1. If this is your first time on BYC, we suggest you start with one of these three options:
    Raising Chickens Chicken Coops Join BYC
    If you're already a member of our community, click here to login & click here to learn what's new!

Ideas for mini farm expansion/diys

Discussion in 'DIY / Self Sufficiency' started by K R 2709, Jul 26, 2015.

  1. K R 2709

    K R 2709 Chillin' With My Peeps

    316
    7
    83
    May 21, 2013
    BC, Canada
    Hi all,
    I have a small hobby farm with pigs, chickens and a small not very productive garden. I would like to try something new. I have limited space and a limitted budget. I have lots of spare time in the winter so winter things would be fun too :) what do you do for self sustainability/diy/homesteading/hobby farming?
    Thanks :)
     
    Last edited: Jul 26, 2015
  2. GitaBooks

    GitaBooks Chillin' With My Peeps Premium Member

    6,538
    491
    241
    Jun 23, 2015
    USA
    Sounds awesome! I love pigs! [​IMG]

    Do you want it to be a project? Animals? Plants? There are so many things to do! And lots of books to help! [​IMG] Pigs can be used for plowing, goats for milk, ducks for meat and eggs, and so much more!

    I would love pictures of your animals!
     
  3. K R 2709

    K R 2709 Chillin' With My Peeps

    316
    7
    83
    May 21, 2013
    BC, Canada
    I'm not really sure what I want lol. Goats R probably not an option cuz I doubt my parents would ok that. Here is a pic of one of my duckies and some of my chickens.He is a silver appleyard. [​IMG]
    [​IMG]
     
  4. GitaBooks

    GitaBooks Chillin' With My Peeps Premium Member

    6,538
    491
    241
    Jun 23, 2015
    USA
    Beautiful birds. [​IMG]

    During the winter we mostly stay inside and try to stay warm. I have to go out and care for the animals. Our house is heated partially by the fire place, so during the summer and autumn we are chopping, collecting, and stacking wood. I wish we had more fun things to do, but the rest of my family are all really in to playing on the computers right now. This is okay, but it kind of leaves me with nothing to do.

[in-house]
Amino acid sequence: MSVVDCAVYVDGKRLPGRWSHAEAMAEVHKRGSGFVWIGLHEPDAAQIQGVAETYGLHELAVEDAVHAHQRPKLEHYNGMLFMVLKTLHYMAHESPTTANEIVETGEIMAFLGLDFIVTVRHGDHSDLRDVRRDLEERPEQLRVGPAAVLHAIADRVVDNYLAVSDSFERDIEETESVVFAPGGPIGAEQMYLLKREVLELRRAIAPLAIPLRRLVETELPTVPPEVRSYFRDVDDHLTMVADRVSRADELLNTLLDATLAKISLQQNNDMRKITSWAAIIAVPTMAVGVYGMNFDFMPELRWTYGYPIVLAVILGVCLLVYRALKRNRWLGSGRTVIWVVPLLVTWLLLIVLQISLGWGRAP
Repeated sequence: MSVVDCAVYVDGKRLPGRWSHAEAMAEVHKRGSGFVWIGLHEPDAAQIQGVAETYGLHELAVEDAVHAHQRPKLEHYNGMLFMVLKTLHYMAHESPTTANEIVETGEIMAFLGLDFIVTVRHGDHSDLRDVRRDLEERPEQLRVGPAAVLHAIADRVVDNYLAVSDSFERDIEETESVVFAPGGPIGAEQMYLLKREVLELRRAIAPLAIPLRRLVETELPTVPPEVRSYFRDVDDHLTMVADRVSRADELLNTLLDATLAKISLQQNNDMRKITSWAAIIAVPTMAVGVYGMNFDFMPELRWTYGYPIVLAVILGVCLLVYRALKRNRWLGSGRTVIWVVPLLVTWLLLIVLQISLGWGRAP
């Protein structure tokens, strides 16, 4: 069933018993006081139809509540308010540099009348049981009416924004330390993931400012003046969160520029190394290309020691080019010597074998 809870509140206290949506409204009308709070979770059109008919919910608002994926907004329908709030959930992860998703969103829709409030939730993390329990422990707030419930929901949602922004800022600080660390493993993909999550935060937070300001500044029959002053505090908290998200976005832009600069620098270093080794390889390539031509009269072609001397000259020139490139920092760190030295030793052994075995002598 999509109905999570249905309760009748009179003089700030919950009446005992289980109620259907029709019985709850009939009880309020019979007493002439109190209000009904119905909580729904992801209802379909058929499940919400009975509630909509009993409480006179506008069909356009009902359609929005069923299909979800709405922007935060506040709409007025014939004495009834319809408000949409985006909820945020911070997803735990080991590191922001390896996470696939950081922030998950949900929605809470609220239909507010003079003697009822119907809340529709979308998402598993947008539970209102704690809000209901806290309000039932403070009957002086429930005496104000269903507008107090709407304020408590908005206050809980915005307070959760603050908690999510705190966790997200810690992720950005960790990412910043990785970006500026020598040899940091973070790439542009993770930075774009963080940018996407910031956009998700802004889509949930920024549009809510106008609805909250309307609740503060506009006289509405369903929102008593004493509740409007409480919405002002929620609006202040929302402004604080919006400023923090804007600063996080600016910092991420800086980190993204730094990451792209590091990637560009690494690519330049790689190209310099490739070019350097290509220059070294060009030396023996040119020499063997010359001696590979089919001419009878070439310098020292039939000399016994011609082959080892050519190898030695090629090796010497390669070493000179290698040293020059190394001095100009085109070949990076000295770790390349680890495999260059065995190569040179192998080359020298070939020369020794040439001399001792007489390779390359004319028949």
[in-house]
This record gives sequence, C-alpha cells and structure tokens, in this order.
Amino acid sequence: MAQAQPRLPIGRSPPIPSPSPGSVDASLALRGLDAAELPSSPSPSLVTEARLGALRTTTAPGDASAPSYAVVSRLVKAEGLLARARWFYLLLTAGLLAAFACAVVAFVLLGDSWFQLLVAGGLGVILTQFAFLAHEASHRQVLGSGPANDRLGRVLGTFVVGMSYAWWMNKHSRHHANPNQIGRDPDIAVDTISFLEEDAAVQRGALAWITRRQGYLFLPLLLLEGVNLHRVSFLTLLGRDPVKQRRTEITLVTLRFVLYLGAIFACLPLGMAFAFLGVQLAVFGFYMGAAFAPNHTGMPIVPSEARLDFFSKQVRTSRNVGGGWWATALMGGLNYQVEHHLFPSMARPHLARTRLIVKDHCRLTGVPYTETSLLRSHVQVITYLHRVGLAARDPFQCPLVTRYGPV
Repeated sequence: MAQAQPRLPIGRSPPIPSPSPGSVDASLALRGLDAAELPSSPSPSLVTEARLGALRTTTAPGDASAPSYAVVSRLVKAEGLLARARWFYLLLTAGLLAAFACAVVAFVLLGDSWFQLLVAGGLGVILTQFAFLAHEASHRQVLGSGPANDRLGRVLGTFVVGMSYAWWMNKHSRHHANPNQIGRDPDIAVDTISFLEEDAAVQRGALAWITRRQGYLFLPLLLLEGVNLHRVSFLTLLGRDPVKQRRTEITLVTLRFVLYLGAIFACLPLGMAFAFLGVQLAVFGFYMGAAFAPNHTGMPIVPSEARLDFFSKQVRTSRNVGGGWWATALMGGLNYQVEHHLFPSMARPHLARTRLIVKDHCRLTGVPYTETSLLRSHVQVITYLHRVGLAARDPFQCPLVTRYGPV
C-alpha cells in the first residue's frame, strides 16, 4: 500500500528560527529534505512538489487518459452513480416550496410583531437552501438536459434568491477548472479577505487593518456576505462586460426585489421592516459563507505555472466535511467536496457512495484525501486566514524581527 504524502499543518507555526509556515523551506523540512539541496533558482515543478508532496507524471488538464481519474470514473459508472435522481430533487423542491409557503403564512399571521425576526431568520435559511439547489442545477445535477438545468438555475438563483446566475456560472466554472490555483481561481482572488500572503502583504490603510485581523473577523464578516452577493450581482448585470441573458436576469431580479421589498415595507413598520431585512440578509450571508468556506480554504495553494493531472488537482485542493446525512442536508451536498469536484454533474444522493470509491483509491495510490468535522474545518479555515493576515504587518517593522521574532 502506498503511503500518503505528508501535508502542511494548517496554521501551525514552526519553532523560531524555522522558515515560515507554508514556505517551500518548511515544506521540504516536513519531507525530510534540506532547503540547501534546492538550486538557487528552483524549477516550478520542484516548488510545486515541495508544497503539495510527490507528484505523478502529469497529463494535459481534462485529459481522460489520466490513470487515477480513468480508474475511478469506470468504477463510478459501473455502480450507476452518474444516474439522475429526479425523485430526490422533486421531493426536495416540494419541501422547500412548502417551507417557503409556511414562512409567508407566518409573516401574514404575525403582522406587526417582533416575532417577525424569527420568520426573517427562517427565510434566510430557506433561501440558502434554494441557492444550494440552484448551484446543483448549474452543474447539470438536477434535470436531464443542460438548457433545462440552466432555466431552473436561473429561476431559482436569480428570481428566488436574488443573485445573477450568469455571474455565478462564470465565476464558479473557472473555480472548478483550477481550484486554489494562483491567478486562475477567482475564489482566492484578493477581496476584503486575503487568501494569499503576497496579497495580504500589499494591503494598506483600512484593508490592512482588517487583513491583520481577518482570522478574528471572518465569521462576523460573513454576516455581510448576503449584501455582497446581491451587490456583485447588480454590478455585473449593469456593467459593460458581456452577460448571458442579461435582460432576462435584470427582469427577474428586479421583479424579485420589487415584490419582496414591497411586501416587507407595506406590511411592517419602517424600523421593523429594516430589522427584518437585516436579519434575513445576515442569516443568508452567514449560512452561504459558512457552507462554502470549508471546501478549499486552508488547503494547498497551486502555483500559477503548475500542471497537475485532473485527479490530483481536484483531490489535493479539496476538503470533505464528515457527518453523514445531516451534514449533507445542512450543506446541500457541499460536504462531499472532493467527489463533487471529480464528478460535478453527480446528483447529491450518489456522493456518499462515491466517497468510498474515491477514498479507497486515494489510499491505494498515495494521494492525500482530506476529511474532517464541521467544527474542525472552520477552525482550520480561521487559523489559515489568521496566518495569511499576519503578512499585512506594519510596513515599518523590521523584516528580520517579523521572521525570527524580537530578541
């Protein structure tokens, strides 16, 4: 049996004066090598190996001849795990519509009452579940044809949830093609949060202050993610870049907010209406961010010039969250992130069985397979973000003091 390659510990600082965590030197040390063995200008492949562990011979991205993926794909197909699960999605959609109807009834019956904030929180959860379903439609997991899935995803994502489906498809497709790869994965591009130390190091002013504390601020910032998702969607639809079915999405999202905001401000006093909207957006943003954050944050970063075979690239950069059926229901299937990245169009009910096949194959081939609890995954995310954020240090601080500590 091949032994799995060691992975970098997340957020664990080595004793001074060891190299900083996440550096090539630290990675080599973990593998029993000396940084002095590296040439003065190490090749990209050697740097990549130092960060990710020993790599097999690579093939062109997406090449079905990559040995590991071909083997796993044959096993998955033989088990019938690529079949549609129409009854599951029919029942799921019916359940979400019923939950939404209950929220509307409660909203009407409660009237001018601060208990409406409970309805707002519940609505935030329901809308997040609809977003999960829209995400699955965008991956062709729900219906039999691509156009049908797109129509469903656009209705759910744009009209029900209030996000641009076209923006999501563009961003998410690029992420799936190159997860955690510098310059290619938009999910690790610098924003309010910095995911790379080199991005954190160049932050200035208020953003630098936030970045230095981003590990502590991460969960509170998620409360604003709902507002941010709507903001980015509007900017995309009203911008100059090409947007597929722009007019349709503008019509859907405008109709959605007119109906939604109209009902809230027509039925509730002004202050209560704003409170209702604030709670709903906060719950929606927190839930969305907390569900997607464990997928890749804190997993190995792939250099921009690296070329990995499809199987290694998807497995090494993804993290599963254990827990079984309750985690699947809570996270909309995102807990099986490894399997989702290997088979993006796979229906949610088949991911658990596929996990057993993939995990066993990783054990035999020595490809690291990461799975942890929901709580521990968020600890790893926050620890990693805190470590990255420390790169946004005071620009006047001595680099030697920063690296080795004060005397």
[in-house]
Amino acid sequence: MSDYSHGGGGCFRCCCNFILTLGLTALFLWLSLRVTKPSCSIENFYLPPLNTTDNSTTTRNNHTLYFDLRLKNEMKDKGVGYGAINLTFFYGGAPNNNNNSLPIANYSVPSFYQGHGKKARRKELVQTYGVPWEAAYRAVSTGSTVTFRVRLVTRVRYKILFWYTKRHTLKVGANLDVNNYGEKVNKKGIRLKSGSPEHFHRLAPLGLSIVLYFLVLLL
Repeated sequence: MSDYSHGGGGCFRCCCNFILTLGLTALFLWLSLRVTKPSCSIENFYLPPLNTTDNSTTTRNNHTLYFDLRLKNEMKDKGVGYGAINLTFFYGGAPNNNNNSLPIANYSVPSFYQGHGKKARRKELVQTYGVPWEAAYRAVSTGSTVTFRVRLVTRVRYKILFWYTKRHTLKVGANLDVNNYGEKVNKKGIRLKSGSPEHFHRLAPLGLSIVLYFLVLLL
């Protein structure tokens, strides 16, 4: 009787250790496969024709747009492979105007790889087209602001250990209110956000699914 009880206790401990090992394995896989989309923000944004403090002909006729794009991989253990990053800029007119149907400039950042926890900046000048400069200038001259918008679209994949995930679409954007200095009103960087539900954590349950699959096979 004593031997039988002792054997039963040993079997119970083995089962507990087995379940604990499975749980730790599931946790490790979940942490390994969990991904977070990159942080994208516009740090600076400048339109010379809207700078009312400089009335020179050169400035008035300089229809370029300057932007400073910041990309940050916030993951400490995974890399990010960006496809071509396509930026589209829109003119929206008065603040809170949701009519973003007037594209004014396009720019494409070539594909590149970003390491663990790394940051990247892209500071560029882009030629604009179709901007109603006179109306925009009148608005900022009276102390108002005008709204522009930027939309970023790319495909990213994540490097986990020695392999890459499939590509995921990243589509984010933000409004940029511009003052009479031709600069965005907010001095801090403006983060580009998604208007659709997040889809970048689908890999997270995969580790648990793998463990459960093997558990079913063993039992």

I've found that drying and collecting mowed grass is a great way to get free nest box liners and bedding for chickens. I just did that this evening. It wasn't quite dry yet so I spread it out around the barn and will collect for nest boxes when its dry.

    Some of my flock (right now I have 62 chickens! We're cutting down to 45 before winter)
    [​IMG]

    Some rabbits we pet-sat for
    [​IMG]

    [​IMG]

    Our pet Nigerian Dwarf goat who needed a C-section in order to free her adorable little baby, Buckeye
    [​IMG]

    A chick (Baby Cakes) whom we helped hatch. Apparently the shell was too thick.
    [​IMG]

    Some of our past and present dogs
    [​IMG]

    A litter of kittens we adopted out
    [​IMG]

    Our barn cats and chickens getting a drink together
    [​IMG]
     
  5. K R 2709

    K R 2709 Chillin' With My Peeps

    316
    7
    83
    May 21, 2013
    BC, Canada
    Wow! I want rabbits.
     
  6. chiques chicks

    chiques chicks Chillin' With My Peeps

    Rabbits are quiet, can be raised as pets, for show, or as food. Cold hardy and require minimum maintenance. Their poo is excellent fertilizer to help your garden, no composting needed.
     
  7. GitaBooks

    GitaBooks Chillin' With My Peeps Premium Member

    6,538
    491
    241
    Jun 23, 2015
    USA
    Our first official pet was a pet rabbit and she was amazing! So full of personality, so unique, intelligent, so sweet when she just wanted to cuddle up. She was the boss of the world and she would jump on the table to eat your food. She was also very tough. Loud noises didn't scare her a bit (she would flop out on her side and relax), and she would eat meat given the chance!


    Bunny (we called her bunny but her real name was Snuggles) with Robin Hood, an orphaned Robin we raised and released
    [​IMG]

    Bunny with a cookie (don't worry, we didn't let her eat the whole thing)
    [​IMG]

    Bunny with a Christmas Tree drawn onto her face
    [​IMG]
     
    1 person likes this.
  8. K R 2709

    K R 2709 Chillin' With My Peeps

    316
    7
    83
    May 21, 2013
    BC, Canada
    So how cold hardy are we talking about? Could it live outside (with a propper hutch full of hay to burrow in) in minus 25 celcius weather? It gets really cold here.
     
  9. chiques chicks

    chiques chicks Chillin' With My Peeps


    It doesn't get that cold here, but if that is nighttime low, they should be able to take it. Mine are in a shed with an always open door and regularly survive -6°C to -10C and days never above 0°C in wire cages without hay or straw, just draft free. Heat is worse than cold. Just remember you'll be changing water frequently.
     
  10. Copper Creek

    Copper Creek Out Of The Brooder

    61
    3
    31
    Nov 10, 2015
    Last edited: Dec 4, 2015

BackYard Chickens is proudly sponsored by